FROM OUR EXPERTS
TMJ disorder has many symptoms , some of which can mimic other disorders. It has been called "The Great Imposter" by many physicians, and because of this, diagnosis can be difficult. The most common method of diagnosing TMJ disorder (TMJD or TMD) is by visiting a physician and having a physical exam and history performed. The physician or dentist will examine the patient’s face and jaw for pain and tenderness, listen to the joint for noises, check the patient’s bite, and measure how far the jaw can open. The physician will most likely take x-rays of the joints, which will enable him to see the bones and surrounding teeth and make sure that no other problems affecting these structures are causing the symptoms. Sometimes, other tests are ordered, such as CT scans, which are used to view the bony detail of the joint, or MRIs to view the soft tissues of the joint, including the disc. The types of imaging used in TMJ Disorder diagnosis are: Computed Tomography (CT o...
TMJ is short for "Temporomandibular Joint" which is the jaw joint. Each person has two, one in front of each ear. It connects the lower and upper jaw bones and allows the joint to move up and down, forward to back, and side to side. TMJ Disorder , which is also sometimes called "TMJD," "TMJ Syndrome," or just "TMJ," is a poorly defined condition in which many symptoms can affect the joints. Some symptoms of TMJ disorder are pain upon movement, function issues, locking, and other the jaw joint problems. For a longer list of symptoms, please see our TMJ disorder symptom list . Conditions that affect other joints in the body, such as injury, arthritis, ankylosis (fusion), or developmental abnormalities, can also affect the temporomandibular joints. If you have any questions, please Create a SharePost , visit our message board , or ask an expert . Next: TMJ Symptoms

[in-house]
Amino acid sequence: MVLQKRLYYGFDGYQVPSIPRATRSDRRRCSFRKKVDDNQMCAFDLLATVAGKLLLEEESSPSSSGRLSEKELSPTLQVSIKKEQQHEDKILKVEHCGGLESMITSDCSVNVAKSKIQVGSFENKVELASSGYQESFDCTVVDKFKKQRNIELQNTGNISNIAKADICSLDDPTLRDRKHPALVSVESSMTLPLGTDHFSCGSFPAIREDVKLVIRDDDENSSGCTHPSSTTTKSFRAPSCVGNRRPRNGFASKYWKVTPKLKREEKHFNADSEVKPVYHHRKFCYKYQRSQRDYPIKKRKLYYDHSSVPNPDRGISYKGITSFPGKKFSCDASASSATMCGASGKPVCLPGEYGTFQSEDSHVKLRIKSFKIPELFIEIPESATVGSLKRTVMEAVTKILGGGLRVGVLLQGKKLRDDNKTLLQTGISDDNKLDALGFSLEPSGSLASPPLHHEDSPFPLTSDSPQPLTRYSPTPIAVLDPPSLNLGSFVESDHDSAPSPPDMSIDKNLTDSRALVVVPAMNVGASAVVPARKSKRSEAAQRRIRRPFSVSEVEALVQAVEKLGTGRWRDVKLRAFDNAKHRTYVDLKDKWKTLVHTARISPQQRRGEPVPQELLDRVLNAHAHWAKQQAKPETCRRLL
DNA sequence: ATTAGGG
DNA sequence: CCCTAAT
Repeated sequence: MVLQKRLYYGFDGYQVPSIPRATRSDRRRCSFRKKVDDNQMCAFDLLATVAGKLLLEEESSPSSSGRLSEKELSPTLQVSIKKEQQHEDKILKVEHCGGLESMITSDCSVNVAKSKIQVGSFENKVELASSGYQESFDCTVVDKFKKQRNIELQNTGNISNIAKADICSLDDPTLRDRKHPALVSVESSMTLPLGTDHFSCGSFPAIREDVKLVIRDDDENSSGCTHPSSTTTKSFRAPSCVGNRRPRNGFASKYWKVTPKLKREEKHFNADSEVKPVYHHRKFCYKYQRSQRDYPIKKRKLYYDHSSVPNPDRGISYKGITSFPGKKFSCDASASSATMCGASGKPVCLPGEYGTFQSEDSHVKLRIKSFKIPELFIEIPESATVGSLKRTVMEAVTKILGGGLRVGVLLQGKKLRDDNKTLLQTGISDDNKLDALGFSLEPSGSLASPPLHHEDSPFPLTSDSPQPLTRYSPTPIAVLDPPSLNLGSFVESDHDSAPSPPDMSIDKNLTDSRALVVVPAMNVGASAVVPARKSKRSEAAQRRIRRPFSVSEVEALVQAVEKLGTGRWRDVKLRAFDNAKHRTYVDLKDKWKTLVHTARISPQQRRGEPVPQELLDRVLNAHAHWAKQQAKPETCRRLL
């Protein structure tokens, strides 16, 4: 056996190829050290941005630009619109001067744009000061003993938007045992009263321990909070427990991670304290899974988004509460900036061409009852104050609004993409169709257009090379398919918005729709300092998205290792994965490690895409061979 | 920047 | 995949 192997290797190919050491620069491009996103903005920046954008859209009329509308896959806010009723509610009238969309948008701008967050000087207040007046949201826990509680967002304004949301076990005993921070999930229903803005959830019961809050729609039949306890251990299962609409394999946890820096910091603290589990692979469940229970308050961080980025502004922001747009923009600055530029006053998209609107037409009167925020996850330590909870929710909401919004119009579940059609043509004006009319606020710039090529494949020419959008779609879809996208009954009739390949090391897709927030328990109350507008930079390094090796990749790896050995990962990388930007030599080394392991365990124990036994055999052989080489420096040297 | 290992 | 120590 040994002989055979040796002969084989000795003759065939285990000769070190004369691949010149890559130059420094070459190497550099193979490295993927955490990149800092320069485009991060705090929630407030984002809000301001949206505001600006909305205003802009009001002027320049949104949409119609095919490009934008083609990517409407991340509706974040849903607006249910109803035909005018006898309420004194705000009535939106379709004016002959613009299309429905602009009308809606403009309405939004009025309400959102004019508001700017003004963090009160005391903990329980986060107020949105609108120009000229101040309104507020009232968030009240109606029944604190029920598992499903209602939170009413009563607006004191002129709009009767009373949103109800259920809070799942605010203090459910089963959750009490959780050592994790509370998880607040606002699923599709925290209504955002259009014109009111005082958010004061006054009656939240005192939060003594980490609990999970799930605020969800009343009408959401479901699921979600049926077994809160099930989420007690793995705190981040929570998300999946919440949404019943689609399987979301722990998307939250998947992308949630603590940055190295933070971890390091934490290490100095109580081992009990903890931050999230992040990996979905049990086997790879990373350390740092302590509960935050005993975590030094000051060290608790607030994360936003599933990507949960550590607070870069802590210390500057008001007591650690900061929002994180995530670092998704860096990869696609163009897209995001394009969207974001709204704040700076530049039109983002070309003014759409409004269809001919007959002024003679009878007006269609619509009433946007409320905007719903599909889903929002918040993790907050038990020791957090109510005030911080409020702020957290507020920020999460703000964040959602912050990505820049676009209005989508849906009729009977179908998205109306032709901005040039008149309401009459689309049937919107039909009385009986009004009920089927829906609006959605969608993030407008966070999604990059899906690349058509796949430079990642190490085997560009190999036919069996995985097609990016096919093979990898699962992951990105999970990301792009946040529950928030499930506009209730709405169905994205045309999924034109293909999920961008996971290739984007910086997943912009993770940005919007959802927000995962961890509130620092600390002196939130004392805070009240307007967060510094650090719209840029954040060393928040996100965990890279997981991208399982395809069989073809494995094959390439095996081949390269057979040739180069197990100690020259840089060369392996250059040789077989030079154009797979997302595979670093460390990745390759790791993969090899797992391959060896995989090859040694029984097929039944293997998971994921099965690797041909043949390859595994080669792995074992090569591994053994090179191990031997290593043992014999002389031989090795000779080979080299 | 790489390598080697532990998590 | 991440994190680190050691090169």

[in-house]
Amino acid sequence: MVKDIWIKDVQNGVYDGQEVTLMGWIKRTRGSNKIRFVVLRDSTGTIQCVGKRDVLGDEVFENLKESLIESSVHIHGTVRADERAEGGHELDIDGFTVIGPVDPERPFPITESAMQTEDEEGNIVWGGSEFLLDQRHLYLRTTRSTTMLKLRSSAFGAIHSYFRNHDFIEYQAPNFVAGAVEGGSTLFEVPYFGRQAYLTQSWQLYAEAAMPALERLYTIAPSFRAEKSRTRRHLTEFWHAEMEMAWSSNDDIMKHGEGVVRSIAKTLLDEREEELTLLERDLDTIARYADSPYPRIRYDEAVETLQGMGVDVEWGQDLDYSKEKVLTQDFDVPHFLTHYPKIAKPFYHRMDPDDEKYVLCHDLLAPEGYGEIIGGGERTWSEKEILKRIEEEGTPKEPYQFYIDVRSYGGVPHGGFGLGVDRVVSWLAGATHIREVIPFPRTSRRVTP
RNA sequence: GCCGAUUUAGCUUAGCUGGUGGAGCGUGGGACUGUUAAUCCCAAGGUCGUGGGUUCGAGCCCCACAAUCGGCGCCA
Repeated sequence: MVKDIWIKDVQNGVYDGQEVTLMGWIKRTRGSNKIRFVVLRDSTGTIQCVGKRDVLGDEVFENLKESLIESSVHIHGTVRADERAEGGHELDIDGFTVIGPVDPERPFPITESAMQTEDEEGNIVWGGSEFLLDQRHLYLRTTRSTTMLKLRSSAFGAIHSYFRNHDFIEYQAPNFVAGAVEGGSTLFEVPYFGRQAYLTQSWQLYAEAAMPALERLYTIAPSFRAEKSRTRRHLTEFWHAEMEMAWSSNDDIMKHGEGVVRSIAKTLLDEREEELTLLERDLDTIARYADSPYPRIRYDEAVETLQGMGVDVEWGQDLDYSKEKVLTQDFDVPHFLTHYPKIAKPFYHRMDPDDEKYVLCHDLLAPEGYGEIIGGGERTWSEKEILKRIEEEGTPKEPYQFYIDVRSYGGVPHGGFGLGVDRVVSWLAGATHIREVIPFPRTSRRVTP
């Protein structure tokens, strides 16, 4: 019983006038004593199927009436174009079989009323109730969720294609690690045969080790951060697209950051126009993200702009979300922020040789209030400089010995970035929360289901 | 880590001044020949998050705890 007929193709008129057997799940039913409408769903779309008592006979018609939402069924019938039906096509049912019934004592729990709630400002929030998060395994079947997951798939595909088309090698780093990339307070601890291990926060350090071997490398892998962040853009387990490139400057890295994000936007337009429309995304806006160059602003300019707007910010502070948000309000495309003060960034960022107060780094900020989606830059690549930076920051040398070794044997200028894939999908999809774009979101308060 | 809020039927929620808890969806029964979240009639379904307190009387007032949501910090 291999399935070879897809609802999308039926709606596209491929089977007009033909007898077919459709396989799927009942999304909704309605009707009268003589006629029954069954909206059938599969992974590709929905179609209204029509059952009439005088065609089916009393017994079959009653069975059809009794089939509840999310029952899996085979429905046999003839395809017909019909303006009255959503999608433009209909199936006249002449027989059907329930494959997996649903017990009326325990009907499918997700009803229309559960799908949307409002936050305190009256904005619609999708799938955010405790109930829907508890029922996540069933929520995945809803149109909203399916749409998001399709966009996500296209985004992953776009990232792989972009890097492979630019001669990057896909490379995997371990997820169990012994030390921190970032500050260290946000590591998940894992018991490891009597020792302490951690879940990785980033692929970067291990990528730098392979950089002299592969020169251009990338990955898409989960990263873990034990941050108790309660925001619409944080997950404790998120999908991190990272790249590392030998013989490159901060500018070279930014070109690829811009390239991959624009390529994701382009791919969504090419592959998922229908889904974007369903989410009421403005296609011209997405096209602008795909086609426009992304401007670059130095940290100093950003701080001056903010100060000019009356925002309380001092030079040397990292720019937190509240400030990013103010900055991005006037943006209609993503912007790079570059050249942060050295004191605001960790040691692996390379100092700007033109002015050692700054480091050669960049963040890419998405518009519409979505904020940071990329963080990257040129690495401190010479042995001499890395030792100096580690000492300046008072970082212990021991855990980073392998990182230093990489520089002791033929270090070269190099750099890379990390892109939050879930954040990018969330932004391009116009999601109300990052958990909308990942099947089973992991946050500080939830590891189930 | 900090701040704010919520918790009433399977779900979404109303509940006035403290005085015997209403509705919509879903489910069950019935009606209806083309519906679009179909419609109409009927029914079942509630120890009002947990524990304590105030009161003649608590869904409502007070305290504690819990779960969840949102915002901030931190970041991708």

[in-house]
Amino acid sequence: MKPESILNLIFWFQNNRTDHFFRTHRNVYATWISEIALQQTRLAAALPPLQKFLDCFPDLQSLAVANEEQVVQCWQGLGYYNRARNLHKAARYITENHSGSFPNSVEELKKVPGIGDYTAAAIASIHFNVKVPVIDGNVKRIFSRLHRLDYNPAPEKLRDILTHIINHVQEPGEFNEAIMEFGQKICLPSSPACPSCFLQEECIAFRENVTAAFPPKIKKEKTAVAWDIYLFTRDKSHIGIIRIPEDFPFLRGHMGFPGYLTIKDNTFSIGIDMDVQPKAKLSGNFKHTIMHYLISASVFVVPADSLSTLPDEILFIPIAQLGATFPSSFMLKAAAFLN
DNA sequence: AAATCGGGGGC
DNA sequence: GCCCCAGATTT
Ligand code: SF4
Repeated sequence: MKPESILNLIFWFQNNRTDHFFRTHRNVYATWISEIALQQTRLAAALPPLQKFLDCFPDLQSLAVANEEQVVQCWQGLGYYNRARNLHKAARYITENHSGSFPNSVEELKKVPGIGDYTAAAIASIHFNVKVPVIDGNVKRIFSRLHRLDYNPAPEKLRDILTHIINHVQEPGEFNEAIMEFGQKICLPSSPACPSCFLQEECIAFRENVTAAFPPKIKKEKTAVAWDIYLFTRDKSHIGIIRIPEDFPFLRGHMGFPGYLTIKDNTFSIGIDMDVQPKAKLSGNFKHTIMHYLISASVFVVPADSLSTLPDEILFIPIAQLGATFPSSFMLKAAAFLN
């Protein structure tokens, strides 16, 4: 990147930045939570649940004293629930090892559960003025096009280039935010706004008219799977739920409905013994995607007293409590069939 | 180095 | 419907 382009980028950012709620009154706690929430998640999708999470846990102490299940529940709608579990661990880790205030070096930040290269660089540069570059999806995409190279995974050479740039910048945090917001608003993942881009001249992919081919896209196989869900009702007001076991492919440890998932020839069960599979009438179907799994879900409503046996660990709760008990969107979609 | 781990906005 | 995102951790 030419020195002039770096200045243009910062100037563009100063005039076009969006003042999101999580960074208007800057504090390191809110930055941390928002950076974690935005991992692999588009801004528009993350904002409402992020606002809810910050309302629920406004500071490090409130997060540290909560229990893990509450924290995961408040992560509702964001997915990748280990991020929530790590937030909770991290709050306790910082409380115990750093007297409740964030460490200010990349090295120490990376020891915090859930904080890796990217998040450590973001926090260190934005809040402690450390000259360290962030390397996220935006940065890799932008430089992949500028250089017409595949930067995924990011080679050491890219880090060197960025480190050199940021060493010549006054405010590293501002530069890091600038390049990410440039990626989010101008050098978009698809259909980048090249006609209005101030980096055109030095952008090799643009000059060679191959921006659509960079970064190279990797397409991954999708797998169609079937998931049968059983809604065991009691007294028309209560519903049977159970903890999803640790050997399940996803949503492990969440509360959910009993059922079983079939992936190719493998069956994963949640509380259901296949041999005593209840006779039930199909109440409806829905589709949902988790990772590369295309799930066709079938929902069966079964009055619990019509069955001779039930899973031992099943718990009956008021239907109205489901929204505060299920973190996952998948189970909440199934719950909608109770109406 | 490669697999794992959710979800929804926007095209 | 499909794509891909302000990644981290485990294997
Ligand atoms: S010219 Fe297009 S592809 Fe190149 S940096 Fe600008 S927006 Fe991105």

One of the common side effects of anxiety is some form of distorted vision. The effects can further fuel anxiety and cause the person to feel worse than they already are. In this Sharepost I'm going to focus on the main causes of visual disturbances before outlining a couple of techniques to help take the edge off the sometimes distressing symptoms.
I've spent quite a lot of time listening to the various symptoms of anxiety; visual disturbance and eyestrain being some of the most common. This is nearly always related to the surge in adrenaline that accompanies anxiety and there's no harm in spending just a few moments describing what's happening.
Primary and secondary forms of anxiety have different effects. Primary anxiety is that part of our fight-or-flight system that energizes us to deal with some threat. Our body floods with adrenaline, sugars, fats and other hormones to allow us to take action.
Secondary anxiety, by contrast, has no particular focus. It mani...
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